Articles Posted in Public Benefits

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Plaintiff was a Medicare beneficiary who received his Medicare benefits through a plan offered by Respondents, health insurance businesses that specialize in health maintenance and/or managed care and are engaged in the joint venture of providing insurance. As a result of his treatment at a clinic, which was a contracted provider for Respondents, Plaintiff became infected with hepatitis C. Plaintiff subsequently sued Respondents alleging negligence in selecting their health care providers. The district court dismissed the complaint, concluding that Plaintiff’s claim was preempted by the federal Medicare Act. The Supreme Court affirmed, holding that state common law negligence claims regarding the retention and investigation of contracted Medicare providers are expressly preempted by the Medicare Act. View "Morrison v. Health Plan of Nev., Inc." on Justia Law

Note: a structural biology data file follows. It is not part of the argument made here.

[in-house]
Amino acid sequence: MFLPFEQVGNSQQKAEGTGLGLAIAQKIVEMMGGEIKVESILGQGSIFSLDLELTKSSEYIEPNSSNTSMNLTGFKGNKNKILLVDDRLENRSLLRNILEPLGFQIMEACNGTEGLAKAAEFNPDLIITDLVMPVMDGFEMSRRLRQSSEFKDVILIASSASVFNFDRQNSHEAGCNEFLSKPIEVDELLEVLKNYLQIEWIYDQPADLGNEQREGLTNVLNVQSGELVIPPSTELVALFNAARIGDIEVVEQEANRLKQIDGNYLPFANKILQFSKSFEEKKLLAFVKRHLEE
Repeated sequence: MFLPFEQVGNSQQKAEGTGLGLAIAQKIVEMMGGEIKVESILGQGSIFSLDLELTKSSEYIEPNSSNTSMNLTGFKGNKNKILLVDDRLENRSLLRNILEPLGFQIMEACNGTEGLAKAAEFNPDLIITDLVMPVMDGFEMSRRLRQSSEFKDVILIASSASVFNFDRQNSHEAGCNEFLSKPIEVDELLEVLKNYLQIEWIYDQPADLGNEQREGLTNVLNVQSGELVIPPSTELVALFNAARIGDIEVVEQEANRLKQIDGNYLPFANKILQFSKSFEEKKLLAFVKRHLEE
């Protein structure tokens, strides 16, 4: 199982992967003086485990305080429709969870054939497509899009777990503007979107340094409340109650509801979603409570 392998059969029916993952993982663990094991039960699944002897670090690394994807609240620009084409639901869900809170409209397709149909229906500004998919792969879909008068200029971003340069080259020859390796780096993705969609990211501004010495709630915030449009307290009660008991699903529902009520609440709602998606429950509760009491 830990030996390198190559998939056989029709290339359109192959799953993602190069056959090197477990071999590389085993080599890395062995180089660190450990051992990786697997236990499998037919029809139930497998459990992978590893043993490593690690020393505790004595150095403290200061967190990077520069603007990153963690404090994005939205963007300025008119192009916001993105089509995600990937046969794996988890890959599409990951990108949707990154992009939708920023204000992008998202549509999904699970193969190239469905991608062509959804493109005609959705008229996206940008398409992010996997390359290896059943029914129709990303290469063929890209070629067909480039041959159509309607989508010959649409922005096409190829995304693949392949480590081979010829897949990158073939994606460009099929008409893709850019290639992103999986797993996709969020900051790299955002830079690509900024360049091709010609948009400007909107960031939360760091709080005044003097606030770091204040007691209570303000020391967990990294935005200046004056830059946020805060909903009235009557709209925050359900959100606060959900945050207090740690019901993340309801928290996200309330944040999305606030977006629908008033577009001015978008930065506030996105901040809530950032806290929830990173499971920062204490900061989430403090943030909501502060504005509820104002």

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From 2007 to 2008, Dorothy Rogers received Medicare benefits through Pacificare's federally-approved Medicare Advantage Plan, Secure Horizons. Rogers and Pacificare entered into separate contracts each year providing the terms and conditions of coverage. After receiving treatment from the Endoscopy Center of Southern Nevada (ECSN), a facility approved by Pacificare for use by its Secure Horizons plan members, Rogers tested positive for hepatitis C. Rogers sued Pacificare, alleging that Pacificare should be held responsible for her injuries because it failed to adopt and implement an appropriate quality assurance program. Pacificare moved to dismiss her claims and compel arbitration based on a provision in the parties' 2007 contract. The district court determined that the 2007 contract governed, but held that the arbitration provision was unconscionable and, thus, unenforceable. The Supreme Court reversed, holding (1) because the parties in this case did not expressly rescind the arbitration provision at issue, the provision survived the 2007 contract's expiration and was properly invoked; and (2) as the Medicare Act expressly preempts any state laws or regulations with respect to the Medicare plan at issue in this case, Nevada's unconscionability doctrine was preempted to the extent that it would regulate federally-approved Medicare plans. View "Pacificare of Nevada v. Rogers" on Justia Law